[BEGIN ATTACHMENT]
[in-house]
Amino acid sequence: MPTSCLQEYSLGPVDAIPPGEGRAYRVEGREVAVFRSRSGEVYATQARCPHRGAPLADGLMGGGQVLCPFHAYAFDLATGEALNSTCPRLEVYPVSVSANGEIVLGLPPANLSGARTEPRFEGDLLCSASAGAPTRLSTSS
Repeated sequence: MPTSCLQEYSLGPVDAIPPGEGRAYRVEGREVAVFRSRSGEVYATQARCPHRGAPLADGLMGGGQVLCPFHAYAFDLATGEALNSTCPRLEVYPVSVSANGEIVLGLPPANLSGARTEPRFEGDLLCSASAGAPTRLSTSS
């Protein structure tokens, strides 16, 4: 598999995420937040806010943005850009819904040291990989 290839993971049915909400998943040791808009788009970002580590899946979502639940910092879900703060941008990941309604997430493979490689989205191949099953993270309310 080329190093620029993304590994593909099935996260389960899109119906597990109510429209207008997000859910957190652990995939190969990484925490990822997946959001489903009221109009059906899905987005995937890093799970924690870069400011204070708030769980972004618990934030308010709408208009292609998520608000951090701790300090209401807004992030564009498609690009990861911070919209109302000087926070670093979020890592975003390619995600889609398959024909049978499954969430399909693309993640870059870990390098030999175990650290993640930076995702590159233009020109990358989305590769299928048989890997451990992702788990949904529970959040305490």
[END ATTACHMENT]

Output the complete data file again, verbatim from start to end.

[in-house]
Amino acid sequence: MPTSCLQEYSLGPVDAIPPGEGRAYRVEGREVAVFRSRSGEVYATQARCPHRGAPLADGLMGGGQVLCPFHAYAFDLATGEALNSTCPRLEVYPVSVSANGEIVLGLPPANLSGARTEPRFEGDLLCSASAGAPTRLSTSS
Repeated sequence: MPTSCLQEYSLGPVDAIPPGEGRAYRVEGREVAVFRSRSGEVYATQARCPHRGAPLADGLMGGGQVLCPFHAYAFDLATGEALNSTCPRLEVYPVSVSANGEIVLGLPPANLSGARTEPRFEGDLLCSASAGAPTRLSTSS
């Protein structure tokens, strides 16, 4: 598999995420937040806010943005850009819904040291990989 290839993971049915909400998943040791808009788009970002580590899946979502639940910092879900703060941008990941309604997430493979490689989205191949099953993270309310 080329190093620029993304590994593909099935996260389960899109119906597990109510429209207008997000859910957190652990995939190969990484925490990822997946959001489903009221109009059906899905987005995937890093799970924690870069400011204070708030769980972004618990934030308010709408208009292609998520608000951090701790300090209401807004992030564009498609690009990861911070919209109302000087926070670093979020890592975003390619995600889609398959024909049978499954969430399909693309993640870059870990390098030999175990650290993640930076995702590159233009020109990358989305590769299928048989890997451990992702788990949904529970959040305490």